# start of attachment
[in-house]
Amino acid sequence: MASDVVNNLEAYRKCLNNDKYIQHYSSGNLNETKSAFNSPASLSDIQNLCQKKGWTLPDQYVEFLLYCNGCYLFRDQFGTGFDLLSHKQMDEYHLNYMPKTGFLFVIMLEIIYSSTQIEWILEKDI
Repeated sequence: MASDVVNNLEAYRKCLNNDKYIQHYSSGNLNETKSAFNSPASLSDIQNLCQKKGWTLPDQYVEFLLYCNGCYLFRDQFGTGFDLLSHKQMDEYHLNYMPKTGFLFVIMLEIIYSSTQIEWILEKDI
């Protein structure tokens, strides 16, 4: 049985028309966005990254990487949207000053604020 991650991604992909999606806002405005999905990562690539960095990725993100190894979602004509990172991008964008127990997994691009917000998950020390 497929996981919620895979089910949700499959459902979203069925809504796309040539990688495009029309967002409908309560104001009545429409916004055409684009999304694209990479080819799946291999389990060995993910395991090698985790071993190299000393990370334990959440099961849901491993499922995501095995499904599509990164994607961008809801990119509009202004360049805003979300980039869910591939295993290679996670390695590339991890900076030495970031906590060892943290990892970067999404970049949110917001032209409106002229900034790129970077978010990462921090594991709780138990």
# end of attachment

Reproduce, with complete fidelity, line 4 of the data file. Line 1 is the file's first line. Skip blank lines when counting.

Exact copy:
């Protein structure tokens, strides 16, 4: 049985028309966005990254990487949207000053604020 991650991604992909999606806002405005999905990562690539960095990725993100190894979602004509990172991008964008127990997994691009917000998950020390 497929996981919620895979089910949700499959459902979203069925809504796309040539990688495009029309967002409908309560104001009545429409916004055409684009999304694209990479080819799946291999389990060995993910395991090698985790071993190299000393990370334990959440099961849901491993499922995501095995499904599509990164994607961008809801990119509009202004360049805003979300980039869910591939295993290679996670390695590339991890900076030495970031906590060892943290990892970067999404970049949110917001032209409106002229900034790129970077978010990462921090594991709780138990």